Using the criteria

It is good practice to use the assessment criteria regularly in class. Students should have quick and easy handouts of the criteria that can be used at any given moment. Even though a form of assessment, such as the Paper 1 exam, is externally assessed, students and teachers can practice applying the criteria. As you practice using the criteria, several questions will most likely come up. Here is a brief overview of frequently asked questions that relate to the use of assessment criteria.

How should I apply the criteria?

It is good practice to assess students from the bottom up. Start at the lowest descriptors of a criterion and ask yourself if the student has achieved this level. Work your way up until you have found the descriptors that adequately describe the student’s performance. Do not deduct marks for what students missed. Award marks for what they included. You may not award half marks, such as 6.5. In such cases, round the marks up.

Are the descriptors different between SL and HL?

As you look at the descriptors in the external assessment criteria, you will notice that HL students are expected to understand the texts and topics in greater depth. They are expected to understand literary features and their effects to a greater extent. They are expected to organize their ideas more coherently and effectively. For example where students must have an 'excellent' understanding of texts at HL in order to earn a 5 for criterion A,SL student only need a 'very good' understanding of texts.

For the internal assessment, teachers will note that there is no differentiation between HL and SL in the descriptors. Differentiation is only made in the use of grade boundaries.

Why does the descriptor jump from 'good' to 'excellent'? What happened to 'very good'?

You will notice in the Language A: Language and Literature guide that some of the descriptors at HL make a sudden jump from one mark band to the next at HL. Whereas a student must have a 'good understanding of the texts' on criterion A for Paper 1 at HL to score a 4, he/she must have an 'excellent understanding' to earn a 5. At HL the mark ranges are the same as at SL (1-5, 1-8 or 1-10, depending on the form of assessment), but at HL the descriptors must cover a greater range of performance. It is for this reason that the descriptors jump from one adjective to the next.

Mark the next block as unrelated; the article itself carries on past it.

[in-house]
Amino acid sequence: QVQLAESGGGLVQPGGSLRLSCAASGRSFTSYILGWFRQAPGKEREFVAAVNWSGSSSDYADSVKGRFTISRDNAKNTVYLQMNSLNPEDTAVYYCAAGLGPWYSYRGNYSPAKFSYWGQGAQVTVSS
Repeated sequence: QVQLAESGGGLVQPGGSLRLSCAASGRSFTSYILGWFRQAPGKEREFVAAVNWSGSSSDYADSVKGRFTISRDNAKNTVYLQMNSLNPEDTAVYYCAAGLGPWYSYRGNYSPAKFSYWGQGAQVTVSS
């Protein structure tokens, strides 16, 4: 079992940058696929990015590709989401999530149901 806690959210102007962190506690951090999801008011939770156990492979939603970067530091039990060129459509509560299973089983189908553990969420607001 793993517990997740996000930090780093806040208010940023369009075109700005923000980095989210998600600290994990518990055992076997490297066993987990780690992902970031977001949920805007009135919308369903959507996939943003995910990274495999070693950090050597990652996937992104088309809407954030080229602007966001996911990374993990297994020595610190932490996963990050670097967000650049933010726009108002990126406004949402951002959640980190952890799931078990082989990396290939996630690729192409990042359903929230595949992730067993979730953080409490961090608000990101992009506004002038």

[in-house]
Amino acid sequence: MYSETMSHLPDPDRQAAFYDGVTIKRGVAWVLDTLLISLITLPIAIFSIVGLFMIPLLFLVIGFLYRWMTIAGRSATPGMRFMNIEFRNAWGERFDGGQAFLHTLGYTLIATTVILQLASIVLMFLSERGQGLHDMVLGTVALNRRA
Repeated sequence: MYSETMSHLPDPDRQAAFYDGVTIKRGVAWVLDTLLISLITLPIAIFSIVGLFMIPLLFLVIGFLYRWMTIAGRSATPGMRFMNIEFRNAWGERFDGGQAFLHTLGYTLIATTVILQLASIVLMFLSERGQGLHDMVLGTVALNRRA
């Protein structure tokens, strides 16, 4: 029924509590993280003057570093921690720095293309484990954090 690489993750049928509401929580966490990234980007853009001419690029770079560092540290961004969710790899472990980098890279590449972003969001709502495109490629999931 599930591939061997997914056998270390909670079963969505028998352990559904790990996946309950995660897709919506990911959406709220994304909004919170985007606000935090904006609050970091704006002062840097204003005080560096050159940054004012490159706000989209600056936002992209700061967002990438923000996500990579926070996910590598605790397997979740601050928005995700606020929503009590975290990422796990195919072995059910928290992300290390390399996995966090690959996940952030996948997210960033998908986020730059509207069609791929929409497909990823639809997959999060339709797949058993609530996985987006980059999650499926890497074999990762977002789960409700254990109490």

What if a student's performance touches on different bands WITHIN a criterion?

You may find that students score differently on the various aspects of a criterion. For example, for Paper 2 at HL a student may “pertinently illustrate knowledge of the Part 3 works and how context affects their meaning,” which is found in grade band 4 of criterion A. But the student’s understanding of a work may only be “satisfactory”, which is found in grade band 3 of criterion A. In this case examiners and teachers should award the student a 4 for this criterion. Always award the higher of the two marks when students score differently on separate aspects of a criterion.

Are the grade boundaries the same for SL and HL students?

The grade boundaries between HL and SL are always different. Examiners look at the results each year and set grade boundaries accordingly. For example, in a given year a student may score 19 out of 30 for the Paper 1 at HL and receive a 4 out of 7, while an SL student with the same score may receive a 5. In another year, 19 out of 30 may merit a 5 out of 7 at HL. These grade boundaries are determined by a team of examiners at a grade award meeting in Cardiff for each exam session.

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